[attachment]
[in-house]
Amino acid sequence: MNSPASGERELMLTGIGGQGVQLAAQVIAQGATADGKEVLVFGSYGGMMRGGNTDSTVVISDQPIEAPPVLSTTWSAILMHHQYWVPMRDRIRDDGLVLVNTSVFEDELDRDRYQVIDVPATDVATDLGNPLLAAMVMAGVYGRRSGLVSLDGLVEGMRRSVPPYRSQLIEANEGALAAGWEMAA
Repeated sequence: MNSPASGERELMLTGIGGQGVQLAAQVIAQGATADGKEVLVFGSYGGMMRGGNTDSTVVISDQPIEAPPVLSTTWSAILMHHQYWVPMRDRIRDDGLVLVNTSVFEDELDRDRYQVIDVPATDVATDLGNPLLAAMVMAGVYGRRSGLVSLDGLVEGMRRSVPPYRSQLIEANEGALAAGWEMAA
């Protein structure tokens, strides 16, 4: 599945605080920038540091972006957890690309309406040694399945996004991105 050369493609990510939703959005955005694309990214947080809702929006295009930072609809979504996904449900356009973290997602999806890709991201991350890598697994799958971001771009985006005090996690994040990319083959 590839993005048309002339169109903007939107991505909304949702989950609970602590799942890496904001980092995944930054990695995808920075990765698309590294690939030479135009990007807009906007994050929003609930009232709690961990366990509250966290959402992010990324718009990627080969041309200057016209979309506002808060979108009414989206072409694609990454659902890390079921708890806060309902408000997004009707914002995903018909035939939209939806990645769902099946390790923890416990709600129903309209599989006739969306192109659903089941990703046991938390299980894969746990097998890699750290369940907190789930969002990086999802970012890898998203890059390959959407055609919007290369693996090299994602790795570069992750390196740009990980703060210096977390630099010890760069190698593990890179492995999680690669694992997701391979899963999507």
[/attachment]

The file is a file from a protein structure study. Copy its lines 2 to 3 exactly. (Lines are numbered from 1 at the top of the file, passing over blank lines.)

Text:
Amino acid sequence: MNSPASGERELMLTGIGGQGVQLAAQVIAQGATADGKEVLVFGSYGGMMRGGNTDSTVVISDQPIEAPPVLSTTWSAILMHHQYWVPMRDRIRDDGLVLVNTSVFEDELDRDRYQVIDVPATDVATDLGNPLLAAMVMAGVYGRRSGLVSLDGLVEGMRRSVPPYRSQLIEANEGALAAGWEMAA
Repeated sequence: MNSPASGERELMLTGIGGQGVQLAAQVIAQGATADGKEVLVFGSYGGMMRGGNTDSTVVISDQPIEAPPVLSTTWSAILMHHQYWVPMRDRIRDDGLVLVNTSVFEDELDRDRYQVIDVPATDVATDLGNPLLAAMVMAGVYGRRSGLVSLDGLVEGMRRSVPPYRSQLIEANEGALAAGWEMAA